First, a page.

An evening pause: Here what counts is the audience. From the youtube webpage:
Mongkol is a 61-year-old former logging elephant. His captive-held life was spent hauling trees in the Thai forest. His body shape is deformed through hard labor, he lost his right eye and tusk in this brutal logging practice. Mongkol was rescued and brought to Elephants World to spend the rest of his days relaxing peacefully in freedom by the River Kwai. I discovered Mongkol is an extremely gentle, sensitive elephant who enjoys music, especially this slow movement by Beethoven which I play to him occasionally in the day and night.
I think he listens with as much rapt pleasure as anyone who loves Beethoven.
2 successive performances of Ludwig van Beethoven’s Turkish March from “Die Ruinen von Athen”, arranged by Richard Blackford for 8 pianos. Played by Gina Bachauer, Jorge Bolet, Jeanne-Marie Darré, Alicia De Larrocha, John Lill, Radu Lupu, Garrick Ohlsson and Bálint Vázsonyi at a Gargantuan Pianistic Extravaganza in London, 1974.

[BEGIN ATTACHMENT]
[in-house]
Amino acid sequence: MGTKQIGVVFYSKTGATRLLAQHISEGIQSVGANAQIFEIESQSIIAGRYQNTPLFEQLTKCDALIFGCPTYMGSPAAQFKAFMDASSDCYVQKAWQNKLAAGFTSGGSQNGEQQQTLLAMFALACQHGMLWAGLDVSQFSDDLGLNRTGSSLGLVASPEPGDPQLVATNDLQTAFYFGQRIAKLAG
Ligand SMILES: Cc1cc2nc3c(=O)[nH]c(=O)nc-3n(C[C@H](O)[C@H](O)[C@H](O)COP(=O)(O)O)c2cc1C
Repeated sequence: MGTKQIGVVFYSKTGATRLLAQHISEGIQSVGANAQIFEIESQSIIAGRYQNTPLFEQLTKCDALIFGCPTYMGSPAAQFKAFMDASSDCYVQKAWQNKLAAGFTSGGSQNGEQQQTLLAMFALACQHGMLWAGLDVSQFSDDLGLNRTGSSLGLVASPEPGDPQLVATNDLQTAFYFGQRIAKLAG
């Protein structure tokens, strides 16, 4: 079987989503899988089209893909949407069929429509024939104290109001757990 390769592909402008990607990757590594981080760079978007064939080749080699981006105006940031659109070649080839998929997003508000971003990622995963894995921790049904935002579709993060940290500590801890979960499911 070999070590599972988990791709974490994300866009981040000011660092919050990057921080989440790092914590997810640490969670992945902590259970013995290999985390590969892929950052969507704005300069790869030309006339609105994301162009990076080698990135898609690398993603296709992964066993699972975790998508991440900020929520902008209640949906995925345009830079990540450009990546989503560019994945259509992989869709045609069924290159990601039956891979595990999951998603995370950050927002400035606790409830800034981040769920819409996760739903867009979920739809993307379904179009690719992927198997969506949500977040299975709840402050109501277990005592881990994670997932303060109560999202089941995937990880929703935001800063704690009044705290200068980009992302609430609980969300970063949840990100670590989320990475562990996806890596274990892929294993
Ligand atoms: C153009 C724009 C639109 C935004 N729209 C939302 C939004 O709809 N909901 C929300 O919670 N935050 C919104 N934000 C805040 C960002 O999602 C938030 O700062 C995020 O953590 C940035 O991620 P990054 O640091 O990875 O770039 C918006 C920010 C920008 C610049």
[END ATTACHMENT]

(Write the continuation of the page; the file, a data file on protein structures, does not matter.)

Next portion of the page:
Please note that the 2nd performance is NOT a shredding video – these great pianists were actually playing what you hear!
An evening pause: This March 22, 1952 television performance of Beethoven’s Fifth Symphony from Carnegie Hall by the NBC Symphony Orchestra, conducted by Arturo Toscanini, was probably the most remembered by the generation of our parents. I show the second movement, because it happens to be my favorite. Listen as the opening theme returns several times during the piece, only changing the last time into something even more beautiful.
Watching Toscanini as he conducts is fascinating as well.